5. use a small pry bar to remove the inner wheen grese seal, and remove bearing from rotor/hub.
      6.clean nout all the old grease and inspect the races. if they are smooth and uniform silver colored, no need to replace. if you see discoloration from heat, or can catch a fingernail on anything, replace them with the races that came with the bearings. There is usually a tool for rent at most auto parts stores that works great for this, no press required. If you are VERY careful, you can also uninstall with a screwdriver and a hammer. Either use the rental tool or the OLD RACE to pound the new race into place. A good trick is to put the new races in the freezer for an hour to slightly shrink the metal. this allows them to go in a bit easier. Also make usre ot use s mall bit of clean grease on the inside of the rotor to help install the new races.
      7. using a bearing packer, inject grease into the new wheel bearing. if no bearing packer is available, use your hands and massage the grease into the bearing mannually.
      8. liberally slather grease into the rotor where the rear bearing sits. place the packed inner bearing into the rotor, and install the new grease seal. take care NOT TO DAMAGE THE ABS TONE RING.
      9. Place rotor on spindle making sure it is fully seated.
      10. grease the outer bearing, pack extra grease inside again.
      11. reinstall washer, nut, castle nut, cotter pin, and grease cap.
      12. use non-chloinated brake kleen to spray off all oils and grease that may have made their way onto the rotors friction surfaces.
      13. reinstall caliper, and then wheel.

      enjoy the silence, no more growling on the road.



      Another tip, remove and clean your ABS sensors while you are in there, its just two 8MM bolts to remove the cable, and pull the sensor out. Cheap insurance.
       
    9. Spartan

      Spartan Active Member

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      OH, and another tip. If you have a bit of corosion on your spindles, you can use some finne emery cloth to smoothe them out again. Don't get too agressive, and you should be fine.

      And the tone rings.... I dinged one and now I have a slow-speed ABS activation problem. I need new rotors anyway, so its not a big deal. LOL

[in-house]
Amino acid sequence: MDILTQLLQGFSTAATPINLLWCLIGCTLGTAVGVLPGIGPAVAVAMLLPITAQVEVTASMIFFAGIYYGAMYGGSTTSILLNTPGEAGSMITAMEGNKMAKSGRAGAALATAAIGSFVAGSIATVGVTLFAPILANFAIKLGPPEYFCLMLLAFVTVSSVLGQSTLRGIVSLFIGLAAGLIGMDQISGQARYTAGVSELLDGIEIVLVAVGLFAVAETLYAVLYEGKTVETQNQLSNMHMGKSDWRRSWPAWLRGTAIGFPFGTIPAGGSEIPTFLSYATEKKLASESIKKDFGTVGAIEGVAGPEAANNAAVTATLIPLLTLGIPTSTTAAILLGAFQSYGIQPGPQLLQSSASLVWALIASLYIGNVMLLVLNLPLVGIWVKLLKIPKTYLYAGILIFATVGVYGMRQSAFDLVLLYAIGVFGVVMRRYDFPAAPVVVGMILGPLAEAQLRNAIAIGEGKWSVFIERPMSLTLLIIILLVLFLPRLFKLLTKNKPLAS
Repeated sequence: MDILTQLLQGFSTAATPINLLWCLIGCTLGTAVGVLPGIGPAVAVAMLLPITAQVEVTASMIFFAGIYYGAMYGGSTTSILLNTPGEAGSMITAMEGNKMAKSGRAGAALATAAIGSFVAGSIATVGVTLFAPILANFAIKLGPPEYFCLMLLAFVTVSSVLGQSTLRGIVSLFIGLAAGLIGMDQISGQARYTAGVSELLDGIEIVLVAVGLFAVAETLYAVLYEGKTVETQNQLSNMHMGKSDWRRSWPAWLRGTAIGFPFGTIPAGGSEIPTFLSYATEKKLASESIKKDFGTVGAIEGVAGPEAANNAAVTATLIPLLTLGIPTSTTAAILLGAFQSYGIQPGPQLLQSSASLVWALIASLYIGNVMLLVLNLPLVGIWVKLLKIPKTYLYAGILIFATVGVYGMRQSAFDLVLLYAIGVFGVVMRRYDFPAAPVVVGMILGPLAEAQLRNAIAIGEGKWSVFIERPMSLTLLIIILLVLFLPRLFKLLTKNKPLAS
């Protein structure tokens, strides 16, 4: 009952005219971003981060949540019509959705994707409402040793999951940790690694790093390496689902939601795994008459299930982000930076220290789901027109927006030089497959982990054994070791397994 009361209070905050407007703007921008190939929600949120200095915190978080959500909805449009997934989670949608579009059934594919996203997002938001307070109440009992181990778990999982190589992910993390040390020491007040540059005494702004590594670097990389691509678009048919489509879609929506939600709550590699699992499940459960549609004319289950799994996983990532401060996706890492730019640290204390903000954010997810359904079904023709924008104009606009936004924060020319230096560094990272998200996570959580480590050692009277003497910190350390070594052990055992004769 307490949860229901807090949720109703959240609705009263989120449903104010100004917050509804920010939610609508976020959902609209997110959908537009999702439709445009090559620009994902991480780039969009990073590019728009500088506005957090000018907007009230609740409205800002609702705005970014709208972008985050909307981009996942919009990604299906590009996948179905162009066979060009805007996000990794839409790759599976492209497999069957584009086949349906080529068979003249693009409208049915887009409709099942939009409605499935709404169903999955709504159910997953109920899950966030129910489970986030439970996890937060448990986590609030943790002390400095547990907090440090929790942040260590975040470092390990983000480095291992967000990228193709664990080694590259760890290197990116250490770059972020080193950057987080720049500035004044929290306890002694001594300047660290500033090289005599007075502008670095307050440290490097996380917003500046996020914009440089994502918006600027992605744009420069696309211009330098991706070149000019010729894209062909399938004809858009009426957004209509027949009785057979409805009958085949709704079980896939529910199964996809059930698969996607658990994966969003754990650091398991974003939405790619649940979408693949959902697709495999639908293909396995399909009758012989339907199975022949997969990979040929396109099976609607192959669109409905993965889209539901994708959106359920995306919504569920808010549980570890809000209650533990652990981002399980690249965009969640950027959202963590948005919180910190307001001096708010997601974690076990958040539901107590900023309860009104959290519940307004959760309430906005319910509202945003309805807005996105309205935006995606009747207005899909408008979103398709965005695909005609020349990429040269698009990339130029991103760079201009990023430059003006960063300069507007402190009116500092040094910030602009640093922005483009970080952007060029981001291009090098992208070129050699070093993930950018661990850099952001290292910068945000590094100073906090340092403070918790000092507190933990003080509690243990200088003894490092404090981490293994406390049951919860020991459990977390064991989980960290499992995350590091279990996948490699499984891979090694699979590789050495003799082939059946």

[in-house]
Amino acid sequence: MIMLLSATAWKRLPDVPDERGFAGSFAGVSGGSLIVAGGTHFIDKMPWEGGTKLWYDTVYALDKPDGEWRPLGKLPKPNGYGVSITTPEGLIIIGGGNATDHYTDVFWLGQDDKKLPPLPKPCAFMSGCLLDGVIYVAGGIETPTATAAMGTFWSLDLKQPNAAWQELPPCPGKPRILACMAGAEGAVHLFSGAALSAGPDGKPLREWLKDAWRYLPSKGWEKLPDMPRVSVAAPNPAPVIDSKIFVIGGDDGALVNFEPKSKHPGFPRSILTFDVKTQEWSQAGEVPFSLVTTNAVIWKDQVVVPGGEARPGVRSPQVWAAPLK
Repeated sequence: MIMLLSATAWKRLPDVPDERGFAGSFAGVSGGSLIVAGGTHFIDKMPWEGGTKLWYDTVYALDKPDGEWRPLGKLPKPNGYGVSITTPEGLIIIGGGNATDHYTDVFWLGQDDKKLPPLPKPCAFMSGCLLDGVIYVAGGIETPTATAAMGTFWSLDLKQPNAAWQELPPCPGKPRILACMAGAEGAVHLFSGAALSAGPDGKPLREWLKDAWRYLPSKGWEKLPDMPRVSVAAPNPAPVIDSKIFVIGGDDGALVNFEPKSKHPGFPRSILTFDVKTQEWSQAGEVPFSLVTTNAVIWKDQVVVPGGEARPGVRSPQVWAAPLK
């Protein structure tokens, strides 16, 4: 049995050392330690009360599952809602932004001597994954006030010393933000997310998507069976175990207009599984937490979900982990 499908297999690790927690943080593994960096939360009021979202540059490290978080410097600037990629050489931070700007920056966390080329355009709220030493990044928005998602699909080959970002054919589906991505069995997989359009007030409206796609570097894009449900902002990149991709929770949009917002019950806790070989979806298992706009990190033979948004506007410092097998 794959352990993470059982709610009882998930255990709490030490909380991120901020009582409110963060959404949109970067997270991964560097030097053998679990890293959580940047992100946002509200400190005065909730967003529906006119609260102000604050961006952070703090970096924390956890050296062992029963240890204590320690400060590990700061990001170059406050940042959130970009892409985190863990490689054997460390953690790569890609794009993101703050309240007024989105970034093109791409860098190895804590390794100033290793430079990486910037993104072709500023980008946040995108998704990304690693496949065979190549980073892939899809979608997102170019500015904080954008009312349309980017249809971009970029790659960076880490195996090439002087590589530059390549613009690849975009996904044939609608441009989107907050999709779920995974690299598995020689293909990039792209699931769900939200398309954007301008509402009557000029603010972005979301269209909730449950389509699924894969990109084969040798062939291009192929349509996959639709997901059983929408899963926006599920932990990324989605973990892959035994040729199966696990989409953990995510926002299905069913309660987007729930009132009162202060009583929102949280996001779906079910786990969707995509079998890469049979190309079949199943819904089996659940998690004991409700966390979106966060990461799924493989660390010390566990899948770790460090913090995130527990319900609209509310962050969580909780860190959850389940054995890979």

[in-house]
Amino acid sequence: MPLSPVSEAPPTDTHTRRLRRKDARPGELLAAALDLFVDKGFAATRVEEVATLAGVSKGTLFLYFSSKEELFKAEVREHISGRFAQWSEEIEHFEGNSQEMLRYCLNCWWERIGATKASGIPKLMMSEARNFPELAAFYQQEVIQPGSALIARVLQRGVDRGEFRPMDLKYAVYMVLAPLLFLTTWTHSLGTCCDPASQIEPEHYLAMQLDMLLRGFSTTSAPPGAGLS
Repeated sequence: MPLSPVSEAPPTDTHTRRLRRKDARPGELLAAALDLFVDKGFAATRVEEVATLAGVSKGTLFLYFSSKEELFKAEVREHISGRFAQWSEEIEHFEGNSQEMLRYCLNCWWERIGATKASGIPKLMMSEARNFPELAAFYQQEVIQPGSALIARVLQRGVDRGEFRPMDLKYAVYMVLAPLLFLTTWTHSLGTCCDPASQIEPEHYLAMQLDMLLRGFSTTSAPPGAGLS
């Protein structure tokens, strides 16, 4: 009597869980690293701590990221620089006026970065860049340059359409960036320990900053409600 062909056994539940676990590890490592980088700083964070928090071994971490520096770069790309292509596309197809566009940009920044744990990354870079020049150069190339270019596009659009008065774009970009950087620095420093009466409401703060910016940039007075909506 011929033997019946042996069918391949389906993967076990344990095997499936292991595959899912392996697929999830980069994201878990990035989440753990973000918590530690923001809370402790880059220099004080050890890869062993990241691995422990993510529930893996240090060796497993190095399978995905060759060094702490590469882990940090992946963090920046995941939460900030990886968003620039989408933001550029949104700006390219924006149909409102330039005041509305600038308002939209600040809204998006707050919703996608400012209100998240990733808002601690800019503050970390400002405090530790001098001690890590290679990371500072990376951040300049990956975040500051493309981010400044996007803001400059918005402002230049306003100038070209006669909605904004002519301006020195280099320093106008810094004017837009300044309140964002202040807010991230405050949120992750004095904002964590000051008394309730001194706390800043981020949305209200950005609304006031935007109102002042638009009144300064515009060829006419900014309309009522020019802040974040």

10. frankcal

      frankcal Active Member

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      finally got my "hands dirty" today and all went well. Thanks for the help, feels a lot smoother now. Thanks jstcruz for your how to it helped a lot with the visuals.
       
    11. keleko17

      keleko17 Member

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      New race

      I am about to do this again, and have a question.

      I for the life of me can't see a separate race, it seems to be part of the rotor. Am I crazy or true statement?
       
    12. koda2000

      koda2000 Explorer Addict

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      the races are pressed into the rotor. they are not part of it. it's the thing the bearing rides in. you need to get behind them with a suitable tool and hammer out the old ones. the new races also get hammered in, but he careful not to damage the new race. tip: put the new races in the freezer for a few hours to shrink them and warm to rotors before trying to install the new races. it makes it easier to do.
       
    13. keleko17

      keleko17 Member

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      How big of press is needed? I found one on Craigslist for $40, 6 ton.

      Seems like a pretty good deal. But it might only be good for small jobs at that size I figure.
       
    14. tgibbonsfordluv

      tgibbonsfordluv Active Member

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      You can avoid all the mess of replacing races by just buying new rotors, they all come with new races. Might not be the most cost effective thing in the world but they really aren't that expensive. On that note, it's a good idea to do your bearings when you do a brake job requiring new rotors.
       
    15. koda2000

      koda2000 Explorer Addict

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      you don't need a press. i hammer them in using a brass drift.
       
    16. frankcal

      frankcal Active Member

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      I removed my old bearing races with a large pipe and a mini sledge to get behind them and pound them out, just be careful not to scratch or gouge the rotor. I rented the bearing race tool set from oreilly's for about 70, but got it all back once i returned the set. They also sell em at harbor freight for 40.
       
    17. keleko17

      keleko17 Member

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      How can you identify if the spindle is bad, what part am I looking for when ordering? I am chewing through bearings, just getting a low growl from them. I have replaced them 3 times now in under a year. I only did the races the second time.
       
    18. koda2000